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Case study: The Okaidi brand

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  1. Introduction
  2. Analysis of Internal strengths and weaknesses of the company
  3. External diagnosis: opportunities and threats to the environment
  4. SWOT Analysis of the company Okaïdi
    1. Definition
    2. Application to the company Okaïdi
  5. Study of Michael Porter's Five Forces
    1. Definition
    2. Application to the company Okaïdi
  6. The future of the company Okaïdi

In 1996, Camaieu, the group that markets apparel for men women and children, experienced significant financial difficulties. Thus Jean Duforest, co-founder of Camaieu in 1984, decided to partner with Jean-Luc Souflet to acquire the group. This tandem leadership led to the launch of the brand Okaïdi in 2000. These two men, with their complementary skills, shared common human values and economic policies.

Since the launch of the brand, Okaidi has been a market leader. Nevertheless, an economist, or a specialist in the industry who provides market saturation in the short term, sooner or later leads to the phenomenon of concentration. We will conduct an analysis of this company and the environment in which it operates, to identify the capabilities it has and the way forward that it should adopt in order to ensure sustainability.

SWOT analysis focuses on assessing the strengths (Strengths) and weaknesses (Weaknesses) of the enterprise on the one hand, and on identifying opportunities (Opportunities) and threats (threats) present in the environment on the other.
This analysis is known as the LCAG model, and was been proposed for the first time in a book signed by learned professors such as Christensen, Andrews and Guth (Harvard Business School).

The LCAG model confronts the company's competitive environment by evaluating the more or less adaptive skills, and the company's own resources, with respect to the constraints imposed by this environment. There are two types of firms that seem to perform well: those that occupy a small market share and support their strategic position on the construction of an identity that valued by customers, and those who build their strategic position on a large basis, allowing them to benefit from economies of scale and pursuing a policy of aggressive pricing. Cost leadership and differentiation by recoverable research, are the two types of generic strategy.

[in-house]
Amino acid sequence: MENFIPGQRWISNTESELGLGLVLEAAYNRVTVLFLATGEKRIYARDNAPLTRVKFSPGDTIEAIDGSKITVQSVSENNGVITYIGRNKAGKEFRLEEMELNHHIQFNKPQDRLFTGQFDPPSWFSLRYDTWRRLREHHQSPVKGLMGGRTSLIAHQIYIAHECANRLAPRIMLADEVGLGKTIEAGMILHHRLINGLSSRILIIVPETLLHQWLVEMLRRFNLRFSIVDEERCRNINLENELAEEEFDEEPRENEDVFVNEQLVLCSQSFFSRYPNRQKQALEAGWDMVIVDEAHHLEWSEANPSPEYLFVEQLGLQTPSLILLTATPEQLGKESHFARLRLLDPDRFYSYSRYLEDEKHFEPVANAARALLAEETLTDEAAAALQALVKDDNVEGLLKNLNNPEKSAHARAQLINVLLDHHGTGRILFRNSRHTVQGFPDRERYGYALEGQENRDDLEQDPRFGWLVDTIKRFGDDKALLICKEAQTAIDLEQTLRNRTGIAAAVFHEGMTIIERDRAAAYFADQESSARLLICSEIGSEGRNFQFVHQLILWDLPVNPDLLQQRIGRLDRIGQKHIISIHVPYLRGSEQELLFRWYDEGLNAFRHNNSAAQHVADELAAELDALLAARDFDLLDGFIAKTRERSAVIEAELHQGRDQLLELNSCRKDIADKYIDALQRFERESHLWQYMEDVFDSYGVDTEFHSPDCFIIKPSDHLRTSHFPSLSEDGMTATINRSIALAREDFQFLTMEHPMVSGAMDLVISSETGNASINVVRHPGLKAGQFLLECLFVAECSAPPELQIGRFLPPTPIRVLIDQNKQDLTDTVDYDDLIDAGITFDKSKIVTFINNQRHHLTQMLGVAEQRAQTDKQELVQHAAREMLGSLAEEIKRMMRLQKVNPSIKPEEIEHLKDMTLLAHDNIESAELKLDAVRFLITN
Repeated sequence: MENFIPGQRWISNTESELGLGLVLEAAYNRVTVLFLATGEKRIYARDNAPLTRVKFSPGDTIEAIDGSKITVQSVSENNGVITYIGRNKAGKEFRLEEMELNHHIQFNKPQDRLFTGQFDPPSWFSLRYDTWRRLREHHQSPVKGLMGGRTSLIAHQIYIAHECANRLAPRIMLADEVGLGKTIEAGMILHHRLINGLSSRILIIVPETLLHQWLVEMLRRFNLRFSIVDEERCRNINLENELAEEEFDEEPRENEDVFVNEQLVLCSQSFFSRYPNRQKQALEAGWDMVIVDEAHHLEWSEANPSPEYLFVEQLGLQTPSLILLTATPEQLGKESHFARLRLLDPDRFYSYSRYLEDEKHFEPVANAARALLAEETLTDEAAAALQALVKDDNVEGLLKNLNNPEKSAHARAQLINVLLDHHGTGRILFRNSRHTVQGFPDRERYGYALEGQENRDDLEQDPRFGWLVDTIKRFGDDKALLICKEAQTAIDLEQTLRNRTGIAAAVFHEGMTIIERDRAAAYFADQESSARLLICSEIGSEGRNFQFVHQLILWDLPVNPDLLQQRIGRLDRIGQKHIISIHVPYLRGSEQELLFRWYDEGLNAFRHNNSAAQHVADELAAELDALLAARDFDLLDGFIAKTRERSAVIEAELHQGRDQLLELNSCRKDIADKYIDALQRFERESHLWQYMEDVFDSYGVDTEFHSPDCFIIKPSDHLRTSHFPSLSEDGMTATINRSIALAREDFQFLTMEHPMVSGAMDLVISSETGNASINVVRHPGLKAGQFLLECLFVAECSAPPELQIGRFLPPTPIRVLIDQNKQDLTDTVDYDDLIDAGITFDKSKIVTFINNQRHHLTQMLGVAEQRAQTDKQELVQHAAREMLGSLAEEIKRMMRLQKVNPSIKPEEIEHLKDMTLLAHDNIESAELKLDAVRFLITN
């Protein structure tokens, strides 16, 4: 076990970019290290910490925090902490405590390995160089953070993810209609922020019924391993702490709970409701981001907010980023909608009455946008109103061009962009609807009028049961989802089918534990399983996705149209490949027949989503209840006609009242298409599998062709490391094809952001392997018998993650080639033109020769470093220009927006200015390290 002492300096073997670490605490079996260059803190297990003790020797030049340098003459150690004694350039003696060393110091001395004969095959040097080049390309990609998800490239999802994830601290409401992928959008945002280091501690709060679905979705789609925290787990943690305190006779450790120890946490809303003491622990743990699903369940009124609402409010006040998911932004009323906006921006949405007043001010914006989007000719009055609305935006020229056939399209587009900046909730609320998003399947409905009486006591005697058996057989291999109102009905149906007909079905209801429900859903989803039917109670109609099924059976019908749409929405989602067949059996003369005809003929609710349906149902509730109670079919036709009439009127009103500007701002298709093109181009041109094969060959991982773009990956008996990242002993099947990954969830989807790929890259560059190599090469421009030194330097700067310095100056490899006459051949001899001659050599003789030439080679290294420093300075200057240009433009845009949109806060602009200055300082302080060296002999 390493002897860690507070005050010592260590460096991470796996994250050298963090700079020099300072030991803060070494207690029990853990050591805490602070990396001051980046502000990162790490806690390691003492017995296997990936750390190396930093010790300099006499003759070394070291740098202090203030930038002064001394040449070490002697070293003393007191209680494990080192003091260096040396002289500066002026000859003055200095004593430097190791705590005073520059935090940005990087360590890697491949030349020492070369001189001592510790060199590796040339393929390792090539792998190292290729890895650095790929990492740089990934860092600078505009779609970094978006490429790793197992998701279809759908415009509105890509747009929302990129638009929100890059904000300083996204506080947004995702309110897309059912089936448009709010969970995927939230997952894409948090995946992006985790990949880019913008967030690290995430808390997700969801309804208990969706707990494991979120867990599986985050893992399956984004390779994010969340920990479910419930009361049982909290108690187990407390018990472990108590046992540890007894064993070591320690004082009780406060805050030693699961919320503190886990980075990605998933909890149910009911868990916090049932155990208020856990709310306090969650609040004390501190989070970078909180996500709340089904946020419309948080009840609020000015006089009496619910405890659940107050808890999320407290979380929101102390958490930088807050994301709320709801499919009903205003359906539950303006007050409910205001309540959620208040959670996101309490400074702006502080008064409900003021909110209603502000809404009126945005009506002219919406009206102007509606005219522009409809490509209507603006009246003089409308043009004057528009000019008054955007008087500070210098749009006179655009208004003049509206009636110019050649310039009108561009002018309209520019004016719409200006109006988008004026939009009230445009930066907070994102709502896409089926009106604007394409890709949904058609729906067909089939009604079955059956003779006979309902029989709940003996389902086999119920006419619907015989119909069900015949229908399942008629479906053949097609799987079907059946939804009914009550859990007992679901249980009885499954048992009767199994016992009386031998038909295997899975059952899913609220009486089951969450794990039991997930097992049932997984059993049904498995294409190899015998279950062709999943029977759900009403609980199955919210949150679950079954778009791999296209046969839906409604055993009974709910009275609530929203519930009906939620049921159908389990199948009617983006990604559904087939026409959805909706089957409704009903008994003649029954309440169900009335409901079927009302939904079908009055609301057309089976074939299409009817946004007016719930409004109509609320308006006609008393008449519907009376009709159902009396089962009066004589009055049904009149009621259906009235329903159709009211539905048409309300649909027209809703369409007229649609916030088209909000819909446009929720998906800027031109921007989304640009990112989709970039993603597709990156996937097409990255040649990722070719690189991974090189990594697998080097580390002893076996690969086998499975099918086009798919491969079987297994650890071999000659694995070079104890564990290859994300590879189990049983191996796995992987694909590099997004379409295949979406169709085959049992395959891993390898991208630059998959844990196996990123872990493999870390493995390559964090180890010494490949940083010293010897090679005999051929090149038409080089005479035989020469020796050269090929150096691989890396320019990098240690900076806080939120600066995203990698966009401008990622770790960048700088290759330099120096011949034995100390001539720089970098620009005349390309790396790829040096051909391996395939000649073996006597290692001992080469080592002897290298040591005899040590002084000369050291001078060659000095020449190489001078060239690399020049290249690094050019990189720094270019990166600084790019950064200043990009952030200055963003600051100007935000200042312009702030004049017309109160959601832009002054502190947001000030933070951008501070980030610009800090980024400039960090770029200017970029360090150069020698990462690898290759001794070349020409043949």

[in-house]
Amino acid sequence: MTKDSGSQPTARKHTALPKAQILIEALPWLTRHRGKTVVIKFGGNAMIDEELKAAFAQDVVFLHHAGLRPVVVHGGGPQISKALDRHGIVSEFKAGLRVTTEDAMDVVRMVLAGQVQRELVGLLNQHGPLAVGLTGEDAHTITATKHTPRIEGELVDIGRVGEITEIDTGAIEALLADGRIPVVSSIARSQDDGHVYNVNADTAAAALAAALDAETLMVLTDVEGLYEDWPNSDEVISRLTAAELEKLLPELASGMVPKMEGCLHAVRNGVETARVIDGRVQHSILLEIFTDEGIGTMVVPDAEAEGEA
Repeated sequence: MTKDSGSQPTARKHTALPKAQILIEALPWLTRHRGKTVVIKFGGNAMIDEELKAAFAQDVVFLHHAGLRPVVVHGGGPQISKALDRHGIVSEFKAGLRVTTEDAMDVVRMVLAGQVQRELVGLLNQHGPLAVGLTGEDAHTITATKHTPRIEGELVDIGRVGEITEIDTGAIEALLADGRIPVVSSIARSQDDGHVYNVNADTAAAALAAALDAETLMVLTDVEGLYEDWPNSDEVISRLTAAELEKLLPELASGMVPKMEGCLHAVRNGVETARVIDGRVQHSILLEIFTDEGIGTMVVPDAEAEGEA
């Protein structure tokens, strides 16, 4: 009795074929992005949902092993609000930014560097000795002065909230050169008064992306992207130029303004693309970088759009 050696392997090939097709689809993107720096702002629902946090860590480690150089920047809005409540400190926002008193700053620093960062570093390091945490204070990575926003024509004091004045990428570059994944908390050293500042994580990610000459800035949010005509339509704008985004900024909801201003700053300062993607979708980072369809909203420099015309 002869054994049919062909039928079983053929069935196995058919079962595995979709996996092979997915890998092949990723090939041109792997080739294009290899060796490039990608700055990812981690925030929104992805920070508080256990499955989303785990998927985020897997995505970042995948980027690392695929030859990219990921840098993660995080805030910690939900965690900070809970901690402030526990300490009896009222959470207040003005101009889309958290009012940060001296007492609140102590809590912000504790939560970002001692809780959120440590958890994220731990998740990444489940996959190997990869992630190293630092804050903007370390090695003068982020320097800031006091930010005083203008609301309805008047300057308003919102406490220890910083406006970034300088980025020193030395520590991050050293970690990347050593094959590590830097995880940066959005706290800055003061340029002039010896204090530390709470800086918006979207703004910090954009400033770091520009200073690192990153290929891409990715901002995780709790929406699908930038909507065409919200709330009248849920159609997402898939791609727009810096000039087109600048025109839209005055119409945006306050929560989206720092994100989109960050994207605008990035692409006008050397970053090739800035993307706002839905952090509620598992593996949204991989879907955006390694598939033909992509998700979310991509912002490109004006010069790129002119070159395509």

The strategic choices for Okaidi are differentiation and outsourcing. A differentiation strategy seeks to build the competitive advantage of the company on the specificity of the product it offers. This specificity is recognized and valued by the market, or a sufficient portion of it. This strategy allows Okaidi to avoid direct competition by offering a price which is hardly comparable to that of its rivals.

On the other hand, Okaidi has opted for a strategy of outsourcing its production and transportation through the use of subcontracting, allowing it to "focus on its core business, share risks with their providers, and to be flexible and responsive to a changing market (new model, fashion taste etc). On the financial side, this allows it to reduce costs and increase product quality (competition between providers) and thus free up financial resources to be reallocated for the formation of a competitive advantage.

Tags: Okaidi, competitive advantage, strategic choices, differentiation strategy, economies of scale, sustainability, Camaieu

[...] Moreover, market liberalization is increasing the number of potential suppliers, which is an advantage with respect to the cost of performance, since many suppliers are in competition. Rivalry among direct competitors The rivalry between existing firms takes the form of price competition, advertising battles, introduction of new products, and improved services or guarantees given to customers, all in order to obtain an advantageous position. Several factors influence the rivalry between the companies: The number and relative size of companies: In this study, we see that the number of firms is relatively high, but the financial power between the competitors is unequal. [...]

[...] The study of the competitive forces is a prerequisite for any strategic thinking. It identifies the success factors and the profitability and risk. The study of the competitive forces Porter's diagram for strategic choice and competition B. Application to the company Okaïdi To assess the factors that shape the competitive dynamics in a given field of activity Porter identifies five elements: The threat of new entrants New entrants in an industry bring with them new skills, the desire to gain market share and often substantial resources. [...]

[...] Finance: It is important to note that 73% of the capital of the company is owned by the two leaders. They retain the full power thus ensuring consistency between funding and policy decisions. Human Resources: Okaïdi has established an incentive policy of pay for performance (contribution / reward). Indeed, part of employee compensation is linked to the participation in the result. Moreover, the presence of an employee reinforces his motivation and hence performance, within the company The key success factors Okaïdi occupies a small market share, and supports its strategic position on several key success factors: Original designs of products sold: This factor makes it very popular with customers, thus emerging as a competitive advantage. [...]

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